In April — with a Democrat in the White House and Democrats still in the majority in the Senate — Republicans threatened to shut down the government and delay the processing of new Social Security benefits for senior citizens unless their demands were met. Democrats went along with $78 billion in cuts from the president’s budget request.

In August, in an outrageous display of unprincipled gamesmanship, Republicans put the United States on the brink of bankruptcy. Instead of invoking clear 14th Amendment powers to honor our nation’s debts, the president and most Democrats agreed to a $2.5 trillion deficit-reduction package.

That’s how we got to where we are today.

Incredibly, throughout all of these negotiations — in December, in April, in August and again today — the wealthiest Americans and the country’s major corporations have not yet been asked to contribute one penny toward deficit reduction. That is despite huge cuts in life-and-death programs for working families.

The American people have had it. The Occupy Wall Street movement is growing. A virtual popular uprising forced Bank of America to drop an unpopular $5 monthly debit card fee. On Election Day 2011, in Ohio and many other states the American people said NO to right-wing extremism and corporate greed.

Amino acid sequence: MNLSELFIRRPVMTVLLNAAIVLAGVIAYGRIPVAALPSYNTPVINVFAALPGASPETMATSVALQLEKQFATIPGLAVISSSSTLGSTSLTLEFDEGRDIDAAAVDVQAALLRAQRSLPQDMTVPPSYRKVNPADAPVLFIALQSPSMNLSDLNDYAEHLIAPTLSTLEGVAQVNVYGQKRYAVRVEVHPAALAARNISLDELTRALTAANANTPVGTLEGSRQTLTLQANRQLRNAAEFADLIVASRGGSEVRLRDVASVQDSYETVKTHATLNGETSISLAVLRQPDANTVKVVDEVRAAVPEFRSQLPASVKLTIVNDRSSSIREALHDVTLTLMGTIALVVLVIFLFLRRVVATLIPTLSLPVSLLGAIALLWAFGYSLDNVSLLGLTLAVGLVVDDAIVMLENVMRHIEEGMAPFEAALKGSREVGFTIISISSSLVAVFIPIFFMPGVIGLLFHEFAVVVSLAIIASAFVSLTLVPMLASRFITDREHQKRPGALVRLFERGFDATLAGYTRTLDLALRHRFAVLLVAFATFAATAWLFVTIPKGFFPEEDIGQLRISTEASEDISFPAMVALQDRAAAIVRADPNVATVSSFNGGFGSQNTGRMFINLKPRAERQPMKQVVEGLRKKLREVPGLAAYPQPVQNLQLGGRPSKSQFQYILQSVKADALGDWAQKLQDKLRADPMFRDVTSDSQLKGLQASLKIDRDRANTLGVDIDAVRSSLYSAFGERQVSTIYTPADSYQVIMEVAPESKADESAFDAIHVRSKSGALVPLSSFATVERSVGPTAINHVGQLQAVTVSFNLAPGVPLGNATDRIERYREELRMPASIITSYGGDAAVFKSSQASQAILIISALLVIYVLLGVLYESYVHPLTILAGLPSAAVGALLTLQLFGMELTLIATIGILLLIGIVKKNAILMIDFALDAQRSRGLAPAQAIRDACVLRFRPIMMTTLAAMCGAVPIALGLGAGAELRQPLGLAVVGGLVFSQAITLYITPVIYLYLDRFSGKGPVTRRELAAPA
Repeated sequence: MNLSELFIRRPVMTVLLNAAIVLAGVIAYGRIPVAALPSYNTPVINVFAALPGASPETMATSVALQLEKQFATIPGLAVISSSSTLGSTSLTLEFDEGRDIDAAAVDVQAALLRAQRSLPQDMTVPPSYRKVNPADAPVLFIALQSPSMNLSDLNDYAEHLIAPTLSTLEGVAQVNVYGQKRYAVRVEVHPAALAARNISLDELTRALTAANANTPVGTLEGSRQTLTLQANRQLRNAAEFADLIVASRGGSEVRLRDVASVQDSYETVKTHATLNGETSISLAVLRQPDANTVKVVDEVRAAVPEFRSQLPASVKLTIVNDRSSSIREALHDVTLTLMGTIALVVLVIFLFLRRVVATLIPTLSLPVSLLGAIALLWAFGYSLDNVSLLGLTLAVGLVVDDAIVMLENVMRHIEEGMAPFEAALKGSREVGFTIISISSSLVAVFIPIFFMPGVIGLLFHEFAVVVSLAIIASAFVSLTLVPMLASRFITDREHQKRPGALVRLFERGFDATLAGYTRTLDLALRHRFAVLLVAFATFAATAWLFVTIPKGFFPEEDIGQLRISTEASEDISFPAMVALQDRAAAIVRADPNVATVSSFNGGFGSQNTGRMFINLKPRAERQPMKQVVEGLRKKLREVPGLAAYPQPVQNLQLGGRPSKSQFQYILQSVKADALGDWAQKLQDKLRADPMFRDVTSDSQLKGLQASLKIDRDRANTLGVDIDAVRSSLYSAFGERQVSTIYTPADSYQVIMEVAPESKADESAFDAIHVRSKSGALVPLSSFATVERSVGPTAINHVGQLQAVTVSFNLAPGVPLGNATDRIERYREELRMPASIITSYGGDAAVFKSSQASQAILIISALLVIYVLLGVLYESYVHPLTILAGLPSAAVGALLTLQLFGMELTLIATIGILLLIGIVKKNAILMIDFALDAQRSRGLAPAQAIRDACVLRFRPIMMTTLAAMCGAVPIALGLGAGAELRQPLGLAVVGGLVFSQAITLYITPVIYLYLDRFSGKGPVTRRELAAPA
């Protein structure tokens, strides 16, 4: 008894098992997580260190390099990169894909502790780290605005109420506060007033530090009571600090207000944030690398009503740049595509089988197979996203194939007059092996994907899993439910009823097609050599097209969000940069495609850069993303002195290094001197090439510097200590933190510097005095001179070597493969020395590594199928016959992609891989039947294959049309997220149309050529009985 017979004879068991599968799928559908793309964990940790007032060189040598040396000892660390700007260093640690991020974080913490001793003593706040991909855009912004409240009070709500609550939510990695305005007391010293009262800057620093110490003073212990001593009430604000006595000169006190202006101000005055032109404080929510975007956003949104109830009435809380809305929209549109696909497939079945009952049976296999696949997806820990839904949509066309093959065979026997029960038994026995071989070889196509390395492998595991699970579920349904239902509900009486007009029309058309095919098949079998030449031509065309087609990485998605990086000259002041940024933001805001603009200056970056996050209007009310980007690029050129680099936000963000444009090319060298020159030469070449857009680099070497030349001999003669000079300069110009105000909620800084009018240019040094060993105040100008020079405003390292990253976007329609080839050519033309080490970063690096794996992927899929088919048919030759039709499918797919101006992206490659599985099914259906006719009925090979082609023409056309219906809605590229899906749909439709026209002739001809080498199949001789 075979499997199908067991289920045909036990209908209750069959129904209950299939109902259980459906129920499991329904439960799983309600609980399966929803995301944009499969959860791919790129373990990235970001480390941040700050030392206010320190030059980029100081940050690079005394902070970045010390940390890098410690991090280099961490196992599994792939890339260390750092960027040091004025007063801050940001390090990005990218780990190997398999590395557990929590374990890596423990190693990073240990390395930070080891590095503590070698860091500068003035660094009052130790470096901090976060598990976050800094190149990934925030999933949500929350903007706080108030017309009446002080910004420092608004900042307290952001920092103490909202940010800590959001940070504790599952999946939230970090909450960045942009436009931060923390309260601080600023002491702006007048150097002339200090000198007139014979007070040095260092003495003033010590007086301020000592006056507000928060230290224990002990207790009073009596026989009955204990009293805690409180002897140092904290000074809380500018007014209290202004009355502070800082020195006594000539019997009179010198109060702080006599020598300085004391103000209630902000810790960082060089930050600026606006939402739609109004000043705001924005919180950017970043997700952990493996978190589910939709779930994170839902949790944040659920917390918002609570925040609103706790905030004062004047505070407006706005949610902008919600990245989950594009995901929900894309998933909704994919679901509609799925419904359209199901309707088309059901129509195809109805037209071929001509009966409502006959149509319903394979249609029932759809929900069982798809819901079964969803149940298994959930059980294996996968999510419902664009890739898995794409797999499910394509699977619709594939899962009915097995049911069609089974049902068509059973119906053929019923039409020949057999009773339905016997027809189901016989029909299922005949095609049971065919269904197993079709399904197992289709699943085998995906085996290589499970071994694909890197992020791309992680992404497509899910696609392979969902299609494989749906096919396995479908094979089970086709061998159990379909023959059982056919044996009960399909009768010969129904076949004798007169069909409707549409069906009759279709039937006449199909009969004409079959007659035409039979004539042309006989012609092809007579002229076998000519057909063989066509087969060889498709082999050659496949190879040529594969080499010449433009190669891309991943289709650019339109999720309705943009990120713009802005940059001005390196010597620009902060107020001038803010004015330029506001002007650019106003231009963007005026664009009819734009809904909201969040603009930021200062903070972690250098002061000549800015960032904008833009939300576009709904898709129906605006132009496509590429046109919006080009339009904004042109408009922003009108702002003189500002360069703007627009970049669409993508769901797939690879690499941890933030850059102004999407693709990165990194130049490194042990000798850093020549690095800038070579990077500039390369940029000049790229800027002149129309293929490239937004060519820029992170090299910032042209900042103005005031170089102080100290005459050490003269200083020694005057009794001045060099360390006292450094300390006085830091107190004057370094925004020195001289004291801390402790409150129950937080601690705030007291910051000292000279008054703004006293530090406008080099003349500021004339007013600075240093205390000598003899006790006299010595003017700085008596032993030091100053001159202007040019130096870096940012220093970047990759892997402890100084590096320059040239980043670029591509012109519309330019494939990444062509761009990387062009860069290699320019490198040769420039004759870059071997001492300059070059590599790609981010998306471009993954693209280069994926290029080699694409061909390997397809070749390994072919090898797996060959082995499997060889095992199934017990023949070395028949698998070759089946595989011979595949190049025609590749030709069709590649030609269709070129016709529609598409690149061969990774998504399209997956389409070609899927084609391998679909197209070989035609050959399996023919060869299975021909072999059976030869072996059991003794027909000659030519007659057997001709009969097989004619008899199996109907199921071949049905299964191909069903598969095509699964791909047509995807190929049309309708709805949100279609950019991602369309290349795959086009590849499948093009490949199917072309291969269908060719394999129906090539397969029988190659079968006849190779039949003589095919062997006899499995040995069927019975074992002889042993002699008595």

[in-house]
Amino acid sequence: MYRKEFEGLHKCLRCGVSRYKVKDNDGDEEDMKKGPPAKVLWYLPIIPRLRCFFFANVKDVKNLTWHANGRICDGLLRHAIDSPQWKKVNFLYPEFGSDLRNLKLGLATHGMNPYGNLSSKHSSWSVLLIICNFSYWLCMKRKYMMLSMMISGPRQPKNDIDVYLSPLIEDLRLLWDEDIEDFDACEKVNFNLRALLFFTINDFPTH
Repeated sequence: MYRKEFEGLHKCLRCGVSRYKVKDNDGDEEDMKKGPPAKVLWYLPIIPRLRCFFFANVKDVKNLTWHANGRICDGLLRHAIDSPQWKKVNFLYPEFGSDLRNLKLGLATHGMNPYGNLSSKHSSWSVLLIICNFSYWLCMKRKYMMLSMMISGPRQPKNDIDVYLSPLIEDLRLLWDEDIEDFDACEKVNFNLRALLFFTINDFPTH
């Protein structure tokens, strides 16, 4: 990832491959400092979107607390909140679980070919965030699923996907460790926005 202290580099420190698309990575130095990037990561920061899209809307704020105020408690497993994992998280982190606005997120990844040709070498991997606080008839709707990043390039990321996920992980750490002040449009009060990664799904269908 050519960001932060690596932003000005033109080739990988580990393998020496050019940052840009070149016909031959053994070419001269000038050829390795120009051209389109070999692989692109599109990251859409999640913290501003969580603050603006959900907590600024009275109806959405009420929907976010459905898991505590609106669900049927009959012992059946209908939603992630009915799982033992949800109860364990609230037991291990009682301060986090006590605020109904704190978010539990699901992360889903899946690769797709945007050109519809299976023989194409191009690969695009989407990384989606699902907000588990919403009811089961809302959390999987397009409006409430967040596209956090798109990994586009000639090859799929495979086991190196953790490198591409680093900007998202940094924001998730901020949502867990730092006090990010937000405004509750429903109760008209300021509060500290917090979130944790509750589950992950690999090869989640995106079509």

Sen. Sanders thinks stalemate makes for a critical election, but I am not as sure:

What if the super committee ends in stalemate? Across-the-board, automatic cuts are set to kick in. That so-called sequestration wouldn’t start, however, until 2013. That would make 2012 one of the most important election years in modern American history.

If Democrats stand with ordinary Americans and make it clear that they are prepared to take on the wealthy and the powerful, they could win both houses of Congress. They could give Obama a fresh infusion of boldness as he enters a second term in the White House.

Somehow I recall a few years ago millions of Americans chanting, “Yes, We Can.” Now is the time to hear their voices.